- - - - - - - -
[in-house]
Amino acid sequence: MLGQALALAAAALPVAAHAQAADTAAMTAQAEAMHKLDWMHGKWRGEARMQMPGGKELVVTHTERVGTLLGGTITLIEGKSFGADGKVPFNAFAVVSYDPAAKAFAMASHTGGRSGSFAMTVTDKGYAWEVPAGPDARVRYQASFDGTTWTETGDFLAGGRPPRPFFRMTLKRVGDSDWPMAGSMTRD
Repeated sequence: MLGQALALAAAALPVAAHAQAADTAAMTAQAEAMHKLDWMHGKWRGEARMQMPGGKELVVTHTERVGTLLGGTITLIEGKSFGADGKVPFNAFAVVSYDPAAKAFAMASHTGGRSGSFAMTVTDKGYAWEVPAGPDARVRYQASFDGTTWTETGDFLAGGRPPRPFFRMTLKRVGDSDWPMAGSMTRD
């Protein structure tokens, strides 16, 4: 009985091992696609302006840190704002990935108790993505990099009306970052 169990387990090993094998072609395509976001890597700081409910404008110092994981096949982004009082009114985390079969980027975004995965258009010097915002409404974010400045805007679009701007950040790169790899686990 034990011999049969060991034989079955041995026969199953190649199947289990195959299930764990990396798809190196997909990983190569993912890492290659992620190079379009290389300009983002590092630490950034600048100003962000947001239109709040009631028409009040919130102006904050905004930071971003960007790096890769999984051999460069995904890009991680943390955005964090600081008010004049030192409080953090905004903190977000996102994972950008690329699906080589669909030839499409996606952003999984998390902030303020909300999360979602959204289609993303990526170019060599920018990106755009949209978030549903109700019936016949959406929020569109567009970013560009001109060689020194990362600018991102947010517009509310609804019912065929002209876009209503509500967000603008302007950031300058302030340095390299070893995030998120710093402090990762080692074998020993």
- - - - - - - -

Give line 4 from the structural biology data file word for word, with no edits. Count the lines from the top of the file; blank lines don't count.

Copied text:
């Protein structure tokens, strides 16, 4: 009985091992696609302006840190704002990935108790993505990099009306970052 169990387990090993094998072609395509976001890597700081409910404008110092994981096949982004009082009114985390079969980027975004995965258009010097915002409404974010400045805007679009701007950040790169790899686990 034990011999049969060991034989079955041995026969199953190649199947289990195959299930764990990396798809190196997909990983190569993912890492290659992620190079379009290389300009983002590092630490950034600048100003962000947001239109709040009631028409009040919130102006904050905004930071971003960007790096890769999984051999460069995904890009991680943390955005964090600081008010004049030192409080953090905004903190977000996102994972950008690329699906080589669909030839499409996606952003999984998390902030303020909300999360979602959204289609993303990526170019060599920018990106755009949209978030549903109700019936016949959406929020569109567009970013560009001109060689020194990362600018991102947010517009509310609804019912065929002209876009209503509500967000603008302007950031300058302030340095390299070893995030998120710093402090990762080692074998020993």